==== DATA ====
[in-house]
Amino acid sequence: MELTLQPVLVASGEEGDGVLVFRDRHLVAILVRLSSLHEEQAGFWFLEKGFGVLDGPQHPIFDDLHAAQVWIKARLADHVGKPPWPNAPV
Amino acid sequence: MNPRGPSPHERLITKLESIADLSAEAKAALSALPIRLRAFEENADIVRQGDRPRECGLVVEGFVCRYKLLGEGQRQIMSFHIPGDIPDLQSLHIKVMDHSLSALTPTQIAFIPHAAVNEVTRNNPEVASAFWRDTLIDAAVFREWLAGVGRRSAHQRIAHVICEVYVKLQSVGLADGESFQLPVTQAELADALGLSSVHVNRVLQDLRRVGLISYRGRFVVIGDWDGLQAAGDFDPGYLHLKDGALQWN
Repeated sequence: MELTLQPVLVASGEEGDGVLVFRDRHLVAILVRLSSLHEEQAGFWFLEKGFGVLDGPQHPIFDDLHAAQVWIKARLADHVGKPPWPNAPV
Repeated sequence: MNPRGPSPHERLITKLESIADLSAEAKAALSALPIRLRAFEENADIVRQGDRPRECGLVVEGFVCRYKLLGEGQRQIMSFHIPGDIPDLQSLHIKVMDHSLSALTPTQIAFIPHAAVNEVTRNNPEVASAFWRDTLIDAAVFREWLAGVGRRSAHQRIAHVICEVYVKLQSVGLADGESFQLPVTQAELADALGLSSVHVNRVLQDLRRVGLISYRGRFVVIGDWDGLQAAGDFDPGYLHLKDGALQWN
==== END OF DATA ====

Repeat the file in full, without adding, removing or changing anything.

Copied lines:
[in-house]
Amino acid sequence: MELTLQPVLVASGEEGDGVLVFRDRHLVAILVRLSSLHEEQAGFWFLEKGFGVLDGPQHPIFDDLHAAQVWIKARLADHVGKPPWPNAPV
Amino acid sequence: MNPRGPSPHERLITKLESIADLSAEAKAALSALPIRLRAFEENADIVRQGDRPRECGLVVEGFVCRYKLLGEGQRQIMSFHIPGDIPDLQSLHIKVMDHSLSALTPTQIAFIPHAAVNEVTRNNPEVASAFWRDTLIDAAVFREWLAGVGRRSAHQRIAHVICEVYVKLQSVGLADGESFQLPVTQAELADALGLSSVHVNRVLQDLRRVGLISYRGRFVVIGDWDGLQAAGDFDPGYLHLKDGALQWN
Repeated sequence: MELTLQPVLVASGEEGDGVLVFRDRHLVAILVRLSSLHEEQAGFWFLEKGFGVLDGPQHPIFDDLHAAQVWIKARLADHVGKPPWPNAPV
Repeated sequence: MNPRGPSPHERLITKLESIADLSAEAKAALSALPIRLRAFEENADIVRQGDRPRECGLVVEGFVCRYKLLGEGQRQIMSFHIPGDIPDLQSLHIKVMDHSLSALTPTQIAFIPHAAVNEVTRNNPEVASAFWRDTLIDAAVFREWLAGVGRRSAHQRIAHVICEVYVKLQSVGLADGESFQLPVTQAELADALGLSSVHVNRVLQDLRRVGLISYRGRFVVIGDWDGLQAAGDFDPGYLHLKDGALQWN